Drinking coffee on an empty stomach probably doesn’t harm the digestive tract, but theoretically it could trigger heartburn, Barrett said.
We know that coffee triggers the production of stomach acid, but having food in your stomach or drinking your coffee with milk or cream helps create a buffer that helps neutralize that acid. Drinking coffee, especially if it’s black, without a meal can lower your stomach’s pH more than drinking it with milk or other foods, Barrett said.
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While a slightly lower pH doesn’t affect the stomach lining, it could pose a problem for the lining of the esophagus, which is much more susceptible to acid damage.
Additionally, some studies have shown that coffee can relax and open the sphincter muscle that connects the esophagus to the stomach, which could hypothetically allow stomach acid to spurt up the esophagus more easily and cause uncomfortable heartburn symptoms.
But even there, the data is mixed. A 2014 analysis of 15 studies in Europe, Asia and the United States found no association between coffee consumption and heartburn symptoms, while a 2020 study using data from more than 48,000 nurses identified a higher risk rate of heartburn symptoms among them coffee drinker.
To understand how coffee might affect the esophagus, scientists are also studying a condition called Barrett’s esophagus, which occurs when the organ is damaged by chronic exposure to stomach acid, such as in people with longstanding acid reflux problems.
In this condition, the cells lining the esophagus turn into tougher, stomachlike cells to protect themselves from the acid. These changes can increase the risk Cancer Esophagus, especially if you have a family history of the condition or if you smoke. But reassuringly, a 2016 study among veterans in the United States found no similar association with coffee consumption. The authors concluded that avoiding coffee is unlikely to be helpful in Barrett’s esophagus.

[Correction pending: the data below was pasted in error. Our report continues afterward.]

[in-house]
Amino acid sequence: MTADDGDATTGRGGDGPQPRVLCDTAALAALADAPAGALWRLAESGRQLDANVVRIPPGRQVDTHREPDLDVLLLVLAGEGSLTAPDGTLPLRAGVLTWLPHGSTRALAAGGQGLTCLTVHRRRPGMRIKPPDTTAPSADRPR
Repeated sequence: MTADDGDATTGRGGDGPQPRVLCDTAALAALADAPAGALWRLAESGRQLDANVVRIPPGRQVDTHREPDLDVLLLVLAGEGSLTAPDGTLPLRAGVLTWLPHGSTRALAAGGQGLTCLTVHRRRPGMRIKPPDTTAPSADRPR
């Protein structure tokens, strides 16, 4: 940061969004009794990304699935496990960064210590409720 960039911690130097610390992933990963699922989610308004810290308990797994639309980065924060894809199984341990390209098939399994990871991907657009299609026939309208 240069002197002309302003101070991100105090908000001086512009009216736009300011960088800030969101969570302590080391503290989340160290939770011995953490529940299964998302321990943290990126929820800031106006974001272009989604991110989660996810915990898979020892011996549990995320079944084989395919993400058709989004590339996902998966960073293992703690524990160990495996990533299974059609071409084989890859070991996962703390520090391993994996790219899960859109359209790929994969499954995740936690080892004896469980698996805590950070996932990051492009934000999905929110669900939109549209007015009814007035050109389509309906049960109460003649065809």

So what should I do?
As a gastroenterologist, I often ask my patients in the office to be aware of their symptoms. If you experience a constant burning chest pain or a sour taste in your mouth after drinking coffee, you should eliminate it from your diet — or consider an antacid. Adding a little milk or cream or a small piece of food with your morning cup can also help. But if you don’t notice any symptoms, chances are you’re someone who doesn’t have significant postcoffee reflux and is able to continue drinking in peace.
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Cryer regularly enjoys his coffee as a latte or cappuccino — frothed milk cuts off the bitterness, he said. And overall, he added, drinking coffee has many health benefits, including compounds to longevityreduced risk of cardiovascular disease and protection against many types of cancer, including liver, prostate, breast and colon cancer.
“There’s a lot more evidence of coffee’s benefits than harm,” Cryer said — something worth keeping in mind, he added, when flipping through social media stories promoting the drink’s harm protest./ TRANSLATION STÉPHANIE ARAÚJO